AstraZeneca teams with tiny Cerulean on an NCI cancer combo study

Cerulean CEO Christopher D. T. Guiffre

AstraZeneca ($AZN) is teaming up with Cambridge, MA-based Cerulean, launching a combo study that marries the biotech's nano-polymer drug conjugate with the pharma giant's Lynparza (the PARP inhibitor olaparib) to test its synergistic effects on tumors. And the National Cancer Institute is stepping in to fund the study and carry it out.

The companies note that this is the first in a series of planned combination drug studies, a popular field in oncology as drugmakers mix and match therapies to see how experimental drugs can amp up the effects of approved therapeutics. In this case, AstraZeneca is tying up with a biotech ($CERU) that had to regroup following a catastrophic setback for their lead drug two-and-a-half years ago.

Cerulean's CRLX101 uses a nano delivery vehicle to dispatch small doses of the highly toxic camptothecin directly to targeted cancer cells. But in a Phase IIb drug study back in 2013, the drug flopped badly. The biotech wrote it off to the site selections in Russia and the Ukraine, though its shares tabled badly on the news. Since then, founding CEO Oliver Fetzer jumped ship and the company is now run by former business chief Christopher D. T. Guiffre, who was promoted to the helm.

Cerulean has never fully recovered from its clinical-stage disaster. The company--which raised more than $80 million in venture cash--went public in the spring of 2014, selling discounted shares at $7. The stock is trading this morning at $3.14 with a market cap of only $85 million. Data from a Phase II study combining the drug with Avastin is expected in the first half of next year. And the company says it has enough cash on hand to fund operations into 2017.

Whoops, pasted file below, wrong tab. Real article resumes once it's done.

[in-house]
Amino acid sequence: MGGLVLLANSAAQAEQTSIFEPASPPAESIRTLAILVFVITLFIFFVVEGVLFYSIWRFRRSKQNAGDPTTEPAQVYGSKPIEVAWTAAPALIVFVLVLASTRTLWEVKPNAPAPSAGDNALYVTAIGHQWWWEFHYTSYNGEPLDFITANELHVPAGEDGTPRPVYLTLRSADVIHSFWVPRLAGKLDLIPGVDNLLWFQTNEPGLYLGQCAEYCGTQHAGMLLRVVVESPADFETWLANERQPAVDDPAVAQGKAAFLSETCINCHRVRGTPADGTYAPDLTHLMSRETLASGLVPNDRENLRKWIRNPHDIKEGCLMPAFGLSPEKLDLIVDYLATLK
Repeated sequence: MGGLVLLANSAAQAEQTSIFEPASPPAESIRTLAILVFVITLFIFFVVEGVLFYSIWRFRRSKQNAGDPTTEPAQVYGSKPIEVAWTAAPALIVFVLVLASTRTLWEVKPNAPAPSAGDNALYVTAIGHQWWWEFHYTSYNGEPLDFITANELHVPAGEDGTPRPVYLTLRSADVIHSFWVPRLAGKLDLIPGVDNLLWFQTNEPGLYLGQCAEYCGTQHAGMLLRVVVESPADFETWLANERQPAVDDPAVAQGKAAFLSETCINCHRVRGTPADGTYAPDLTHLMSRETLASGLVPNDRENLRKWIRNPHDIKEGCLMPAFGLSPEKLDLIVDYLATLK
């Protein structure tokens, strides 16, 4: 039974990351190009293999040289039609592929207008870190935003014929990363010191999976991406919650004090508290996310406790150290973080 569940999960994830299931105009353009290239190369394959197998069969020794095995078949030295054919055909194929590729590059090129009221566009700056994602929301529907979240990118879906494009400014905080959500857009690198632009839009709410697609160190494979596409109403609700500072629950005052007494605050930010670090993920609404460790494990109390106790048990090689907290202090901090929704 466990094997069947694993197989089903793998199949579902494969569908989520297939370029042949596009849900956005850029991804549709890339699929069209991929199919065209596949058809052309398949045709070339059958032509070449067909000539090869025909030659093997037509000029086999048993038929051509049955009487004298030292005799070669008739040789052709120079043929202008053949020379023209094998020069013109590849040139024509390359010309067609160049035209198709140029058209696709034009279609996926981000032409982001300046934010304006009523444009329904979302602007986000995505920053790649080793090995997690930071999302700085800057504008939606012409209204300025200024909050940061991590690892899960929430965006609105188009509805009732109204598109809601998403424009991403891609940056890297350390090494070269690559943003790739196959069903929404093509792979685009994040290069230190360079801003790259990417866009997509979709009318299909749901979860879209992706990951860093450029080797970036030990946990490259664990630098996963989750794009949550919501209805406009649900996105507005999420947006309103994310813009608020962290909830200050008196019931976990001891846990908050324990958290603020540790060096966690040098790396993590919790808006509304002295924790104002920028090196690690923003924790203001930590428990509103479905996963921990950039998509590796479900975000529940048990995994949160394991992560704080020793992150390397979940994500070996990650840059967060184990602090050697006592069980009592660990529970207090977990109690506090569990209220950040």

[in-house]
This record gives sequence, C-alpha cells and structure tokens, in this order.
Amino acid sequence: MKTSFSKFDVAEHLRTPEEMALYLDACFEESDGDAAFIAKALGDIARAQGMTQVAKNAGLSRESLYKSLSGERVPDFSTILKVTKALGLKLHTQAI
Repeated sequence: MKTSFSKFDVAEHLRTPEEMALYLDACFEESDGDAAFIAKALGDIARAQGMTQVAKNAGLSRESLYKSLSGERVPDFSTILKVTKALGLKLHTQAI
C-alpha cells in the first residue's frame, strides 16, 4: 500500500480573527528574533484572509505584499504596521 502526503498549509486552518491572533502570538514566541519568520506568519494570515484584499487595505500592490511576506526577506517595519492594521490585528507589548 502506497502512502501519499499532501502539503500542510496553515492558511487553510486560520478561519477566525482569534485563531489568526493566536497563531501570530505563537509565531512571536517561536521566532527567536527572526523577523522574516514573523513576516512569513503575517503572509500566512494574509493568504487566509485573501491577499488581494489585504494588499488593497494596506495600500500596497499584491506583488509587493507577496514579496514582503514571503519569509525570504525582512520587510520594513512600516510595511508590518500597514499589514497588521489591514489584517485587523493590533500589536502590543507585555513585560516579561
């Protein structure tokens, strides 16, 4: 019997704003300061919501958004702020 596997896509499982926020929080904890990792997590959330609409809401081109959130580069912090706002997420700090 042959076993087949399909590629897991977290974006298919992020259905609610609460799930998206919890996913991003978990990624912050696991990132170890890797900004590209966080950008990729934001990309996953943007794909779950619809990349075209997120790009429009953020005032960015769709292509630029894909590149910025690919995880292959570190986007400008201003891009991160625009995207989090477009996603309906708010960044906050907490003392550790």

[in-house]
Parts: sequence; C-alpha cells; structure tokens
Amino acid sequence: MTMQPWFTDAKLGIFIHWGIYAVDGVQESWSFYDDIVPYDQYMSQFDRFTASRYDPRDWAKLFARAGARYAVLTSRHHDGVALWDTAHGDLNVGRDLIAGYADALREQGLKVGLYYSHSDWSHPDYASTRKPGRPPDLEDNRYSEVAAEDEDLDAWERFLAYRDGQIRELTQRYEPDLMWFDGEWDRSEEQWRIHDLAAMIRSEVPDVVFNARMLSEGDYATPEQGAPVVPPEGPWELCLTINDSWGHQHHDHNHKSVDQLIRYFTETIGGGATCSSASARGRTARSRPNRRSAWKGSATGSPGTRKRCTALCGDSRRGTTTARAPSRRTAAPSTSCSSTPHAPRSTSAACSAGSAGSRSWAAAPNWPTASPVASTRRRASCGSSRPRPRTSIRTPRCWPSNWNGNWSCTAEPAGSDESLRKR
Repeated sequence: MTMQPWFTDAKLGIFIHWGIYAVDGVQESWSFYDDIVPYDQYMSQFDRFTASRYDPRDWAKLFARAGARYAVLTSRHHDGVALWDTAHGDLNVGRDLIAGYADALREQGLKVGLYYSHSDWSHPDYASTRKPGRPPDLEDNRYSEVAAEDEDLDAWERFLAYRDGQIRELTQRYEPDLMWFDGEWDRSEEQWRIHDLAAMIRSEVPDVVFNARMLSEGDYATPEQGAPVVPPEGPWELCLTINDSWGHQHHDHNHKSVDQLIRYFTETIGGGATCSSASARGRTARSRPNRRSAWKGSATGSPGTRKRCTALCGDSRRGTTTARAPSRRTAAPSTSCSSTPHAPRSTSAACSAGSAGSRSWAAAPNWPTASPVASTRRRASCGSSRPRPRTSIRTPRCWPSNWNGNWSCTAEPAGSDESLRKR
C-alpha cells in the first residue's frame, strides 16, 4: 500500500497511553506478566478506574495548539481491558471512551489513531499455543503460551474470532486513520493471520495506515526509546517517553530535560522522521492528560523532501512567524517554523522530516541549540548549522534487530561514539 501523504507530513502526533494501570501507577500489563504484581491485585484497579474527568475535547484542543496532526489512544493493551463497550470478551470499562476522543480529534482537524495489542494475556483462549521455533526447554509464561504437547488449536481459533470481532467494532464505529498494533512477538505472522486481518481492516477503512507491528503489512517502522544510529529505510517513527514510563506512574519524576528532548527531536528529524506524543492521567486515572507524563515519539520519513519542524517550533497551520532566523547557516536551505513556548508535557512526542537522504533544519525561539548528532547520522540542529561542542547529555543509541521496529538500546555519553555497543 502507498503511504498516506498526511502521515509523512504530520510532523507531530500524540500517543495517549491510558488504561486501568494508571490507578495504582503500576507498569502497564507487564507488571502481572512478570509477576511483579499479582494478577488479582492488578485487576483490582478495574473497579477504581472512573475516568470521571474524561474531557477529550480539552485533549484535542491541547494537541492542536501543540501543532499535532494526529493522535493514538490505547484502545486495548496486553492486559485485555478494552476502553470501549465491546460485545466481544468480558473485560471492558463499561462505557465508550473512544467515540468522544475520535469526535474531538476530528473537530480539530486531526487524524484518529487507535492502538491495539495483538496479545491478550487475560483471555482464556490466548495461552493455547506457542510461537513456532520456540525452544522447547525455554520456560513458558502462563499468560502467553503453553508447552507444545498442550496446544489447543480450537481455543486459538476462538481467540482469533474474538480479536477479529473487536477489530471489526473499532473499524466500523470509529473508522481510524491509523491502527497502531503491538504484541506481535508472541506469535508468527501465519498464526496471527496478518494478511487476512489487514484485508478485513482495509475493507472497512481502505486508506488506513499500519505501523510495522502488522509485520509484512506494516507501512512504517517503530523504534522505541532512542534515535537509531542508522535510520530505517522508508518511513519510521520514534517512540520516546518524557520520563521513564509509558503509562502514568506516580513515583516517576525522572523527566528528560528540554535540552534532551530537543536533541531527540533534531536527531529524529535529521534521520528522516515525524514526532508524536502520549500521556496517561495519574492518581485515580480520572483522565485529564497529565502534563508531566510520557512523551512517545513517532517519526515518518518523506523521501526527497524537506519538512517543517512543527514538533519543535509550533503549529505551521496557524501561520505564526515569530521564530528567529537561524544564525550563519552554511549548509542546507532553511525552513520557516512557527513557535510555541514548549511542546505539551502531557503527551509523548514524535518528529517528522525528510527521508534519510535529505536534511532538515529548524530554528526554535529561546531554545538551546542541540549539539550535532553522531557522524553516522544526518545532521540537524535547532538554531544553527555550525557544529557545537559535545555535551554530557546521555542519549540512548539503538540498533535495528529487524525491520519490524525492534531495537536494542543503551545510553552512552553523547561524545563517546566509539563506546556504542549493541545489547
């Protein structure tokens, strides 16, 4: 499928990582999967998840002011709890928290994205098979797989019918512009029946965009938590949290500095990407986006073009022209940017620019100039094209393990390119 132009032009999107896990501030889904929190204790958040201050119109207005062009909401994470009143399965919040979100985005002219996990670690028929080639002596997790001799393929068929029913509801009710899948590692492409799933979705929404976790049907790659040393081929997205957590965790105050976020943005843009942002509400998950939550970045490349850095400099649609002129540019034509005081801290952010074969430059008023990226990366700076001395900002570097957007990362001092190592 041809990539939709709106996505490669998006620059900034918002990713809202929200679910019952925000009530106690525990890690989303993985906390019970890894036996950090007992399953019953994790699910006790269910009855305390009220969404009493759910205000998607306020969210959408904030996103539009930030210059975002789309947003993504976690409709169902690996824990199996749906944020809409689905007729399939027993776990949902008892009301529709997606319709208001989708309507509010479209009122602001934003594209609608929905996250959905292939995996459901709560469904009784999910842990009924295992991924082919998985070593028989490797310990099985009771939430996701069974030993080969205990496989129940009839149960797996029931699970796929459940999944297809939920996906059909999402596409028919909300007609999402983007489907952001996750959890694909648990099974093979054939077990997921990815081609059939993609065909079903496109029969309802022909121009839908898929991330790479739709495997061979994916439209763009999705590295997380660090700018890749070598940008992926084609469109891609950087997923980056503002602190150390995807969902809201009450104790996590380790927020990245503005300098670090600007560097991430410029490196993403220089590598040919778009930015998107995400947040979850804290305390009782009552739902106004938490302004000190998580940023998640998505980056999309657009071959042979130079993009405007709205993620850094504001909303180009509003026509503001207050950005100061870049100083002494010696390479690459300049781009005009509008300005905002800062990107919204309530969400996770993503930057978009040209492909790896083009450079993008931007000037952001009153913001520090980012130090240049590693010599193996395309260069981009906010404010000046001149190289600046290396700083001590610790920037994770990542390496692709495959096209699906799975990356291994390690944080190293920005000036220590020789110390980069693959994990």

"Preclinical data generated by AstraZeneca with the LYNPARZA-CRLX101 combination demonstrate the synergistic anti-tumor effect of targeting two validated pathways," said the CEO in a statement. "While PARP-Top1 combos have traditionally been limited by toxicity, we believe that our NDC and the work AstraZeneca carried out to define a dose and schedule that could be taken into the clinic may allow for the LYNPARZA-CRLX101 combination to be delivered safely and effectively."

- here's the release

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